Julia Carlis's set is fantastic. They've stripped the Gremlin Theatre space to its guts. No curtains. They've gone all the way out to the walls of the building itself to create a warehouse feel to the place where the Earth Now minions are holed up, along with a frightening array of weapons and bomb-making materials. Katherine Horowitz's sound design, including a series of elaborate pre- and in-show newscasts, creates a real feeling of the outside world just beyond those warehouse walls. And it could close in at any moment.
"That's when people care—when it's too late."
No, the problem isn't the production. Like most Pro Rata outings, it's a better production than any script (or writer) dare hope for. The problem is the script. The reason it's so unsatisfying at the end is that the script is true to its title: and that means it's about a coward.
"On our first date, we went out and blew up a bulldozer."
"He's a romantic."
The story behind the title is a fable—a monkey convinces a cat to reach into a fire to get chestnuts, and in the end the monkey gets the chestnuts, but the cat's paws are burned.
"After the bomb, I ceased to be a person."
I wanted to be terrified by Victor. He was certainly unsettling. But in these times, theater could do us an enormous service by allowing us to get inside the heads of the people we choose to call terrorists. The people who would stop at nothing in fighting for their chosen cause. Cat's Paw gets us so very, very close. But Victor will stop at something. He will never—willingly—sacrifice himself. In fact the only reason Victor is alive for this current mission is that he suffered a collosal failure of will during a significant event in the past—an event that brought him in contact with both Darling and Jessica for the first time.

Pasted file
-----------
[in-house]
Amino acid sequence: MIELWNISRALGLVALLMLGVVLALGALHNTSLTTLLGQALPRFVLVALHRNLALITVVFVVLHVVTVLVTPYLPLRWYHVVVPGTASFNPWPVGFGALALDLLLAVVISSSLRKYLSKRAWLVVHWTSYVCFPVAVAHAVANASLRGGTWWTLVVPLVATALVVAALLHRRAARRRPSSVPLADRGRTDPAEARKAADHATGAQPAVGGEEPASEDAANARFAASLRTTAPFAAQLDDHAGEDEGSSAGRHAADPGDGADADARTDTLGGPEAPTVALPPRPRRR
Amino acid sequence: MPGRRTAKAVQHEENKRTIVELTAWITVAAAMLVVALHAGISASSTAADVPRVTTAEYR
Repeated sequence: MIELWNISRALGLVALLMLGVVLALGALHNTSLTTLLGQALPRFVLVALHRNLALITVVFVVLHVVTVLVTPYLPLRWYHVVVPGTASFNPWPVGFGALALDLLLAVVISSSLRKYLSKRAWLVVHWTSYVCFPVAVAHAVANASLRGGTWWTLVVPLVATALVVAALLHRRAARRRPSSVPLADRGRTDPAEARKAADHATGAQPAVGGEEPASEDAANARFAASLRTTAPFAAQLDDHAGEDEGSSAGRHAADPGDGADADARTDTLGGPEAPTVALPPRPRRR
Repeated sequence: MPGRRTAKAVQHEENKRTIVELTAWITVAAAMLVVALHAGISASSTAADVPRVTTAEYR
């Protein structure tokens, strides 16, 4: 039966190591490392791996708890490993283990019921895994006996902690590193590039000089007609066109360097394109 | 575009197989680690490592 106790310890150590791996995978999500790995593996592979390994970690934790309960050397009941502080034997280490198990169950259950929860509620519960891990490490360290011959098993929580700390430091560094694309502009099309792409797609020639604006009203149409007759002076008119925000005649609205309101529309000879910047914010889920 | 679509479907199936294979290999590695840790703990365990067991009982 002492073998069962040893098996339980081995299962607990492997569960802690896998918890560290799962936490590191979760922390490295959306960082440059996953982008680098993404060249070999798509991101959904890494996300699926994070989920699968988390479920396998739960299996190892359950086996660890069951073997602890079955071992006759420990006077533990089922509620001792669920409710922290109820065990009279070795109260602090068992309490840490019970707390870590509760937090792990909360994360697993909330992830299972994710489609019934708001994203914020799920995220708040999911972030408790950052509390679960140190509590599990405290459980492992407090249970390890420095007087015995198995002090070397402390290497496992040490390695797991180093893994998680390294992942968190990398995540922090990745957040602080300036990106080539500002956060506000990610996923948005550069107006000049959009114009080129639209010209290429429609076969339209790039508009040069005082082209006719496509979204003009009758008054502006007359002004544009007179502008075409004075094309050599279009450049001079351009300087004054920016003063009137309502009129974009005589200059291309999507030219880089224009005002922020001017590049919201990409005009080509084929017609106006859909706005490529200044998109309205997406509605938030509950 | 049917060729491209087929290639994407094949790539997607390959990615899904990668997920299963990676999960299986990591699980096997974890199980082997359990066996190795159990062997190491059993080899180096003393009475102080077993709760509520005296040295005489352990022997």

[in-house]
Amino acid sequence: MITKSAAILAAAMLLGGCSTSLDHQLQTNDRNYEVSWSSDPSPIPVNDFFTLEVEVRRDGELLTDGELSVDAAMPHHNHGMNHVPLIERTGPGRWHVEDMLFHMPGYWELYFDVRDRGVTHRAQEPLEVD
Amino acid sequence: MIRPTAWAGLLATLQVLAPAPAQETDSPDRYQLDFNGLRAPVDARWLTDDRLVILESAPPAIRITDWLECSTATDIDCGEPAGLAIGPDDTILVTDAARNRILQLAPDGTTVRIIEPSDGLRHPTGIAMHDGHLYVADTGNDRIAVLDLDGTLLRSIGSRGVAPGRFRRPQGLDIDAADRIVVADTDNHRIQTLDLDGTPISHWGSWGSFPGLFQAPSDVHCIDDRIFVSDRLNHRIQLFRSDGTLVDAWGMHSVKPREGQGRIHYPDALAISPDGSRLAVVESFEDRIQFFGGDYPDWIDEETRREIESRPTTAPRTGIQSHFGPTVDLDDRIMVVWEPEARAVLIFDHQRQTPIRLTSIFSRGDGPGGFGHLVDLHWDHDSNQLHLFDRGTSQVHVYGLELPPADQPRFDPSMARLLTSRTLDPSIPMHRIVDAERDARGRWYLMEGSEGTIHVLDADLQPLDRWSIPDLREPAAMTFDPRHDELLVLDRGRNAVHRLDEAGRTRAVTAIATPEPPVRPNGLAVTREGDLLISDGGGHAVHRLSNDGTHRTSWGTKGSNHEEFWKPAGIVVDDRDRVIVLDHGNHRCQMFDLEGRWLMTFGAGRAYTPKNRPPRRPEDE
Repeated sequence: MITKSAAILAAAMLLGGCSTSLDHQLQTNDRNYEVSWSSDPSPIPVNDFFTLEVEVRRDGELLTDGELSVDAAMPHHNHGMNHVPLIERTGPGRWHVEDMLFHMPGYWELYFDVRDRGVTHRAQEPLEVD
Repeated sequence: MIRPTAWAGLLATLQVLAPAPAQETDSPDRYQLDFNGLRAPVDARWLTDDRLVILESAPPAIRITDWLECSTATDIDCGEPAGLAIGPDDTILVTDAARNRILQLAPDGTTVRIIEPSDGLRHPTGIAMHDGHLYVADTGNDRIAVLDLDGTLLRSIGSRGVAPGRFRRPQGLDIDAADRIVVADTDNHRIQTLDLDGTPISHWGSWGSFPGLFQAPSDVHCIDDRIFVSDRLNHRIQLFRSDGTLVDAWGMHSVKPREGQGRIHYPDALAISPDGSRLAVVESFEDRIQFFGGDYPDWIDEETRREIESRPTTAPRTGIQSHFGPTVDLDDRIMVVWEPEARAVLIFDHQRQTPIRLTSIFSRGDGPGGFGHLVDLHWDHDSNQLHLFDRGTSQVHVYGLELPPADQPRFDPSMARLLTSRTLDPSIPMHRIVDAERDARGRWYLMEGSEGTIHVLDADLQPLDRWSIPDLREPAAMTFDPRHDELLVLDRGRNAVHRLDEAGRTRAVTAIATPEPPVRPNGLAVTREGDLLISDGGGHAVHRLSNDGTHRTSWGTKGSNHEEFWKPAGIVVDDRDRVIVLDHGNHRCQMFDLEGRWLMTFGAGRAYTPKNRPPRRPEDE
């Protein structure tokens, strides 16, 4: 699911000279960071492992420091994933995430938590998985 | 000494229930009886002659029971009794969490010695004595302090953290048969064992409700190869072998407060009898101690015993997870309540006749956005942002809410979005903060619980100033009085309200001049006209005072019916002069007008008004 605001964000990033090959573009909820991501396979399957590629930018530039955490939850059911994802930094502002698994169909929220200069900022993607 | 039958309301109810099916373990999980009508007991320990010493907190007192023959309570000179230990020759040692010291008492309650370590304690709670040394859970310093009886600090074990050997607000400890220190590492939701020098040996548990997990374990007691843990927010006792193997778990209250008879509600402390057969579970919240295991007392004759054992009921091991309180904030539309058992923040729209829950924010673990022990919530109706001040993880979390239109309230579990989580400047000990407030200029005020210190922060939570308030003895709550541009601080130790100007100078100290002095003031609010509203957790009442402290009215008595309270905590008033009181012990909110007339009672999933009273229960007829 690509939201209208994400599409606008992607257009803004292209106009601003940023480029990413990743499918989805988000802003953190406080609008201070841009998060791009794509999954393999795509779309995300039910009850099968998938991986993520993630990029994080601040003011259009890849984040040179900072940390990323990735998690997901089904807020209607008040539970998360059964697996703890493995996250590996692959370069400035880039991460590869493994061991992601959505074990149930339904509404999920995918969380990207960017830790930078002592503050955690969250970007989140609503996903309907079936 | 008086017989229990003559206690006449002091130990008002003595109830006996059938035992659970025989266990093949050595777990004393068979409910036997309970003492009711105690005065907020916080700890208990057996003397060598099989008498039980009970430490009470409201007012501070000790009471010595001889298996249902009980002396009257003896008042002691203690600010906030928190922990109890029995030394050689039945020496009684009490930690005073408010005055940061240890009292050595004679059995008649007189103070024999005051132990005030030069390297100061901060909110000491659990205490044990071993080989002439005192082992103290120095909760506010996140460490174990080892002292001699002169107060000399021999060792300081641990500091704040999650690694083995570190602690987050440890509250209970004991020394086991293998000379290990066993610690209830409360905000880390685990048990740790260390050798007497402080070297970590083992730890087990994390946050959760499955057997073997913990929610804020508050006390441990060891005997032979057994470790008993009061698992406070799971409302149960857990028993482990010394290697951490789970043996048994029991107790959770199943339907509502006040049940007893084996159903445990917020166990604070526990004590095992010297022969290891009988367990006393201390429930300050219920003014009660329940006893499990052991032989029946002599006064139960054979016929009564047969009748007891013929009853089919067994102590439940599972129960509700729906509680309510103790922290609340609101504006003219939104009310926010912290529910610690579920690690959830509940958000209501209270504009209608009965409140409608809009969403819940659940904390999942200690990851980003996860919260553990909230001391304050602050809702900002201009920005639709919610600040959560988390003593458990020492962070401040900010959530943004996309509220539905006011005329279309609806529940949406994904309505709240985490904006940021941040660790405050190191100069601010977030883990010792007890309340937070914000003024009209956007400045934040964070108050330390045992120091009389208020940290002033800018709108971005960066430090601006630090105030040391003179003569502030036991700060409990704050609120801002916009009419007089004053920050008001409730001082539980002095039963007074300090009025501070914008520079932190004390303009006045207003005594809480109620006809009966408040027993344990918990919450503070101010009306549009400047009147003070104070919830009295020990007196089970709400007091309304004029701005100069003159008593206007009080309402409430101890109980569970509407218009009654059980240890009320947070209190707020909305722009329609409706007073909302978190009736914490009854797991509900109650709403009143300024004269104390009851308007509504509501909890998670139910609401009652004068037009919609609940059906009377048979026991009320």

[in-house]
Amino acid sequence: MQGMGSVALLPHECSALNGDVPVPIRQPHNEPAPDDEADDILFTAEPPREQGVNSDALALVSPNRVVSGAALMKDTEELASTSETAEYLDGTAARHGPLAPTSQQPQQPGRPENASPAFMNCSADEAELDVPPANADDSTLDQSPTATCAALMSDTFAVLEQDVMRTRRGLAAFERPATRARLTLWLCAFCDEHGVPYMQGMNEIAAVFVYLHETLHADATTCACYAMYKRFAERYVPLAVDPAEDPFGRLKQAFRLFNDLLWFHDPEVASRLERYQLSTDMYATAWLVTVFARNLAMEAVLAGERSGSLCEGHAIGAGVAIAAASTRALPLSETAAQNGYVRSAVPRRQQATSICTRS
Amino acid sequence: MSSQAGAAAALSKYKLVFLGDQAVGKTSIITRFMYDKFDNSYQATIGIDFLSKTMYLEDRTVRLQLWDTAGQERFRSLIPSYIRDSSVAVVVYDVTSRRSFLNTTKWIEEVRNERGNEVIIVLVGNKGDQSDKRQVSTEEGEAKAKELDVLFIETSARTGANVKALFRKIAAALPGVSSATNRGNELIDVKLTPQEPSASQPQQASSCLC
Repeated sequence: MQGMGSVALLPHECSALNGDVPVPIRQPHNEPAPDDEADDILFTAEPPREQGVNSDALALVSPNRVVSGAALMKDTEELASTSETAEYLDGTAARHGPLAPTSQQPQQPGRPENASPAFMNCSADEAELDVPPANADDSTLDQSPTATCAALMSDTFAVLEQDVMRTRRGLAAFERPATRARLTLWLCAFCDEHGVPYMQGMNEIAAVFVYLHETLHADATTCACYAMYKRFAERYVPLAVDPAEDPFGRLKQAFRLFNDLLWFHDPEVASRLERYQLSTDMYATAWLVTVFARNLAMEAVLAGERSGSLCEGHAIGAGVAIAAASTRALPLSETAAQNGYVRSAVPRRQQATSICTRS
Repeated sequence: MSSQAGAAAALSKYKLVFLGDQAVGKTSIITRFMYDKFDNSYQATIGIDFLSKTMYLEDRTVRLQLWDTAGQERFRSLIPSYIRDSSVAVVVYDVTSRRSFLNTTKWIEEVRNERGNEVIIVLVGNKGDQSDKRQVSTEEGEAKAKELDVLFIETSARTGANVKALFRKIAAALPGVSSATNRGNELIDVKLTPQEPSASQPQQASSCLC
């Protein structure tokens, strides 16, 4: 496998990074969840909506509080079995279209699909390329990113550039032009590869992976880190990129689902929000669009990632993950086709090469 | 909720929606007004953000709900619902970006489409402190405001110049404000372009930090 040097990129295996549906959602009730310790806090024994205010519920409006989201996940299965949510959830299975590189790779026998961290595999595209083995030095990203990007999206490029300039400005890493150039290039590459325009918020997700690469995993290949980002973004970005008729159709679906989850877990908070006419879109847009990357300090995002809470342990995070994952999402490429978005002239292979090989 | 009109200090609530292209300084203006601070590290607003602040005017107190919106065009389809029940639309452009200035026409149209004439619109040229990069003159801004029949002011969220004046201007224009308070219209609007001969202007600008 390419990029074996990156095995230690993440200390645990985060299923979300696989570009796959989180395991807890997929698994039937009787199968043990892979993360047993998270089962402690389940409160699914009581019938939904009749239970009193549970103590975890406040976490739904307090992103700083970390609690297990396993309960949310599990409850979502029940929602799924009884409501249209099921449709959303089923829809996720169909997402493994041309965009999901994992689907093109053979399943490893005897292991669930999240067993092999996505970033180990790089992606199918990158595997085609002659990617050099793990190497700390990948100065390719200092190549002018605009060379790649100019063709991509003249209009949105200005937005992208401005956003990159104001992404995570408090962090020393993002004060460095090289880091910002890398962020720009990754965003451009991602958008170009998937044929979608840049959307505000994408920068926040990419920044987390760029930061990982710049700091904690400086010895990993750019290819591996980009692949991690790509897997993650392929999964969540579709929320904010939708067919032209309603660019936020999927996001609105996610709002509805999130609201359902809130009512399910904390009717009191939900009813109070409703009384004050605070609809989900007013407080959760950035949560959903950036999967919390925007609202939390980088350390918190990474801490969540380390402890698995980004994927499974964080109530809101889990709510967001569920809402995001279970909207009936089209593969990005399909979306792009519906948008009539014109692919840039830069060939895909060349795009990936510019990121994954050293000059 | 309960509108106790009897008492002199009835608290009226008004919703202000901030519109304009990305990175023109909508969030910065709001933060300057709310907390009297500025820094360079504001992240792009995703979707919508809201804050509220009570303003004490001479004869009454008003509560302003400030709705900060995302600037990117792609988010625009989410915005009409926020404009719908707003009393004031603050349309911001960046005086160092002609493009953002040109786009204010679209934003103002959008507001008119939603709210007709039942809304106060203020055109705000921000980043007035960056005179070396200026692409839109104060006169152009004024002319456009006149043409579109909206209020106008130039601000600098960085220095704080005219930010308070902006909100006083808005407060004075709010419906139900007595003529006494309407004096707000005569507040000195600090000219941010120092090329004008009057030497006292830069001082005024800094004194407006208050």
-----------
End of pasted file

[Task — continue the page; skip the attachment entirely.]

"We must act as if there is still hope."
Victor is dangerous because he's more than willing to sacrifice everybody—everybody—else. Just not himself. So the more we learn about him, the less useful he becomes as a stand-in for actual terrorists. A play built around Cathy—a principled terrorist willing to give up her life, and able to articulate the reasons why (now that would be terrifying) and such a great use of art.
"I have the same feeling for a seal pup as a I do for a human being. If that bothers you, then you're part of the problem."
Even a play built around the unseen, but much discussed, and much beloved, Martin would be a clearer window into a dark world that's living right alongside our own, just beyond our peripheral vision in fact. Martin's the guy who told the lightbulb joke. Martin's the guy who gave their captive a candy bar on his birthday. Martin's also the buy who drove a car full of explosives up to the Senate building.
"You're all whores for a trainwreck."
Victor as the play ultimately reveals him, doesn't interest me. Cathy and Martin fascinate me. While a play about either of them would probably twist me in knots, it would also bring me a better understanding of what the hell is going on in the world these days.
"Excuse me. You left your gun here."
Mastrosimone created all these characters. He's capable of going there. But like Victor, he didn't. It's not a failure of artistic ability. It's a failure of will. It's an amusement park ride that takes you on any number of crazy hairpin turns, then takes you all the way to the summit, but turns back, because the operator of the ride is afraid to plunge into the dark. Which is a damn shame. Becuase up until the moment Victor reveals the extent of his cowardly nature at the end, Cat's Paw is one hell of a ride. And one worth taking. Just prepare yourself for an abrupt stop.
Coverage of issues and events that affect Central Corridor neighborhoods and communities is funded in part by a grant from Central Corridor Collaborative.